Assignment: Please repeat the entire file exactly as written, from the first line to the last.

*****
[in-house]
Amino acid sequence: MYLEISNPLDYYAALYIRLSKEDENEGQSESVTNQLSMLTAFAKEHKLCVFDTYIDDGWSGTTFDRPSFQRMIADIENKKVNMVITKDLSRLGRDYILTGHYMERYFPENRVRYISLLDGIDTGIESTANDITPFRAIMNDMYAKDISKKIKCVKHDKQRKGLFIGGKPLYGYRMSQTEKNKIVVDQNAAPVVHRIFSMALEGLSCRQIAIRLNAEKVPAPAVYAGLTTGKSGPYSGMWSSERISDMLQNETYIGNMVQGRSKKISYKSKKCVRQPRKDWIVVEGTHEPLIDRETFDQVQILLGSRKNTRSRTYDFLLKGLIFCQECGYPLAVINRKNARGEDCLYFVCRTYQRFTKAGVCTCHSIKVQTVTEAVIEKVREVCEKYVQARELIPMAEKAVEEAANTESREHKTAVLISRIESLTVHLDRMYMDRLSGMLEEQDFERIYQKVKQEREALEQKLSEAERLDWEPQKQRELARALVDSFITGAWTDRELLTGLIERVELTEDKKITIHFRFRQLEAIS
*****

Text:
[in-house]
Amino acid sequence: MYLEISNPLDYYAALYIRLSKEDENEGQSESVTNQLSMLTAFAKEHKLCVFDTYIDDGWSGTTFDRPSFQRMIADIENKKVNMVITKDLSRLGRDYILTGHYMERYFPENRVRYISLLDGIDTGIESTANDITPFRAIMNDMYAKDISKKIKCVKHDKQRKGLFIGGKPLYGYRMSQTEKNKIVVDQNAAPVVHRIFSMALEGLSCRQIAIRLNAEKVPAPAVYAGLTTGKSGPYSGMWSSERISDMLQNETYIGNMVQGRSKKISYKSKKCVRQPRKDWIVVEGTHEPLIDRETFDQVQILLGSRKNTRSRTYDFLLKGLIFCQECGYPLAVINRKNARGEDCLYFVCRTYQRFTKAGVCTCHSIKVQTVTEAVIEKVREVCEKYVQARELIPMAEKAVEEAANTESREHKTAVLISRIESLTVHLDRMYMDRLSGMLEEQDFERIYQKVKQEREALEQKLSEAERLDWEPQKQRELARALVDSFITGAWTDRELLTGLIERVELTEDKKITIHFRFRQLEAIS